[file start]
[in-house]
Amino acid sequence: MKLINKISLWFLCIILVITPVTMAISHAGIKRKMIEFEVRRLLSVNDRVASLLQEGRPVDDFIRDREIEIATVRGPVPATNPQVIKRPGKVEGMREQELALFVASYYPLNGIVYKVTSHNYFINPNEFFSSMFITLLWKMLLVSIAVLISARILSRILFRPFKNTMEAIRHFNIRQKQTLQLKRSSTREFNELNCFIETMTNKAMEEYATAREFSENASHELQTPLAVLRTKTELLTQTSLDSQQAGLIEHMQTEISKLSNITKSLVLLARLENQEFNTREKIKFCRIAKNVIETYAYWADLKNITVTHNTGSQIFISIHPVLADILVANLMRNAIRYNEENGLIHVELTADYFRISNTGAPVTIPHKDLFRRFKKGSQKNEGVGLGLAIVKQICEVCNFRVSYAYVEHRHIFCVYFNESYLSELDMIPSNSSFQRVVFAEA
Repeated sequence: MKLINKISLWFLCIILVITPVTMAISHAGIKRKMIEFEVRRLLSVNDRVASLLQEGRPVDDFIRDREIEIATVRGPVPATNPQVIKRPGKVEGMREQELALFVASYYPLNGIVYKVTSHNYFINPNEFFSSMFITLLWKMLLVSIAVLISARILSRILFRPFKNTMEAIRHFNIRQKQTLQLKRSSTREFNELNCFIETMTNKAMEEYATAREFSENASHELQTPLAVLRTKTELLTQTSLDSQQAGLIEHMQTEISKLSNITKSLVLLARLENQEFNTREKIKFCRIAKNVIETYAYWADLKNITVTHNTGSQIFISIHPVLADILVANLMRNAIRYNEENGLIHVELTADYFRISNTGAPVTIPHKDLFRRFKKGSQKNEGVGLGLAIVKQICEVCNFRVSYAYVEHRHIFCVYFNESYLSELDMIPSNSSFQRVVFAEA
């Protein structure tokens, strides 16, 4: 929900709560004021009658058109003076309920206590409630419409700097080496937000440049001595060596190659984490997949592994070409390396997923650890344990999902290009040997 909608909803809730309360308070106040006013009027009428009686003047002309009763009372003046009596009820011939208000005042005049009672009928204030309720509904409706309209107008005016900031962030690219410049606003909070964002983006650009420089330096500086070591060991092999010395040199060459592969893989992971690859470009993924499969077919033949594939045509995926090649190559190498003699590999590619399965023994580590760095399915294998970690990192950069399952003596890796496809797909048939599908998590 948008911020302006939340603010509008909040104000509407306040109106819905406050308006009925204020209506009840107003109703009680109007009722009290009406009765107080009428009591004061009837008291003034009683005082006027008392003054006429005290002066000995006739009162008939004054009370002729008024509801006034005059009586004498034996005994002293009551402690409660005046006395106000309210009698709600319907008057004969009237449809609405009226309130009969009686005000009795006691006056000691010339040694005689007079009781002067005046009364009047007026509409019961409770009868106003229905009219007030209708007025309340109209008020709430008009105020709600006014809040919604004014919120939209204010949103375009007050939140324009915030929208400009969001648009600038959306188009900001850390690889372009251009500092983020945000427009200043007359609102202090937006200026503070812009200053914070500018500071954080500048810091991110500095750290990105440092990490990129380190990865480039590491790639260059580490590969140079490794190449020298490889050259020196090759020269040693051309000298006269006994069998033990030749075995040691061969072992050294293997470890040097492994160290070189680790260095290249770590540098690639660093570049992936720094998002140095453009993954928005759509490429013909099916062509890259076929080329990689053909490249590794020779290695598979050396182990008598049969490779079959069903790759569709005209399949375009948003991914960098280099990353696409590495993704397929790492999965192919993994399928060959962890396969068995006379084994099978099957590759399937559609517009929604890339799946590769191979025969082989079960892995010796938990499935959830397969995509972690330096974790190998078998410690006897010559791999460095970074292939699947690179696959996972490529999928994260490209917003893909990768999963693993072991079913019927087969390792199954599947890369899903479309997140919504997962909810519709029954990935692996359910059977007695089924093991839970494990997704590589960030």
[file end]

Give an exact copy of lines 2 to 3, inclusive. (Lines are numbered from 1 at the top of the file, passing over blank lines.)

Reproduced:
Amino acid sequence: MKLINKISLWFLCIILVITPVTMAISHAGIKRKMIEFEVRRLLSVNDRVASLLQEGRPVDDFIRDREIEIATVRGPVPATNPQVIKRPGKVEGMREQELALFVASYYPLNGIVYKVTSHNYFINPNEFFSSMFITLLWKMLLVSIAVLISARILSRILFRPFKNTMEAIRHFNIRQKQTLQLKRSSTREFNELNCFIETMTNKAMEEYATAREFSENASHELQTPLAVLRTKTELLTQTSLDSQQAGLIEHMQTEISKLSNITKSLVLLARLENQEFNTREKIKFCRIAKNVIETYAYWADLKNITVTHNTGSQIFISIHPVLADILVANLMRNAIRYNEENGLIHVELTADYFRISNTGAPVTIPHKDLFRRFKKGSQKNEGVGLGLAIVKQICEVCNFRVSYAYVEHRHIFCVYFNESYLSELDMIPSNSSFQRVVFAEA
Repeated sequence: MKLINKISLWFLCIILVITPVTMAISHAGIKRKMIEFEVRRLLSVNDRVASLLQEGRPVDDFIRDREIEIATVRGPVPATNPQVIKRPGKVEGMREQELALFVASYYPLNGIVYKVTSHNYFINPNEFFSSMFITLLWKMLLVSIAVLISARILSRILFRPFKNTMEAIRHFNIRQKQTLQLKRSSTREFNELNCFIETMTNKAMEEYATAREFSENASHELQTPLAVLRTKTELLTQTSLDSQQAGLIEHMQTEISKLSNITKSLVLLARLENQEFNTREKIKFCRIAKNVIETYAYWADLKNITVTHNTGSQIFISIHPVLADILVANLMRNAIRYNEENGLIHVELTADYFRISNTGAPVTIPHKDLFRRFKKGSQKNEGVGLGLAIVKQICEVCNFRVSYAYVEHRHIFCVYFNESYLSELDMIPSNSSFQRVVFAEA